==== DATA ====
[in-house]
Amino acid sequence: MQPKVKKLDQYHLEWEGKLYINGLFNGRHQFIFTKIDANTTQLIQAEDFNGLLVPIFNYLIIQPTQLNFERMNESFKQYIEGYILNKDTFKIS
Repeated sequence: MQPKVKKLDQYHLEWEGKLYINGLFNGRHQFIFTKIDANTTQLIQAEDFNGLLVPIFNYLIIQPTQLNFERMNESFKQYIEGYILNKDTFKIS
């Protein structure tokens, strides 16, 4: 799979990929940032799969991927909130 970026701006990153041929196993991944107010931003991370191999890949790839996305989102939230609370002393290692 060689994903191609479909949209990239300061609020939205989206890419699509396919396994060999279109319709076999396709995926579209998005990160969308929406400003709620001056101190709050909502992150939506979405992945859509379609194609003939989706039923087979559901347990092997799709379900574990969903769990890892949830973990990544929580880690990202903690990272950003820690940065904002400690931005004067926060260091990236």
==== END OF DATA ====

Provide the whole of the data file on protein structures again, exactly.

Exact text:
[in-house]
Amino acid sequence: MQPKVKKLDQYHLEWEGKLYINGLFNGRHQFIFTKIDANTTQLIQAEDFNGLLVPIFNYLIIQPTQLNFERMNESFKQYIEGYILNKDTFKIS
Repeated sequence: MQPKVKKLDQYHLEWEGKLYINGLFNGRHQFIFTKIDANTTQLIQAEDFNGLLVPIFNYLIIQPTQLNFERMNESFKQYIEGYILNKDTFKIS
């Protein structure tokens, strides 16, 4: 799979990929940032799969991927909130 970026701006990153041929196993991944107010931003991370191999890949790839996305989102939230609370002393290692 060689994903191609479909949209990239300061609020939205989206890419699509396919396994060999279109319709076999396709995926579209998005990160969308929406400003709620001056101190709050909502992150939506979405992945859509379609194609003939989706039923087979559901347990092997799709379900574990969903769990890892949830973990990544929580880690990202903690990272950003820690940065904002400690931005004067926060260091990236």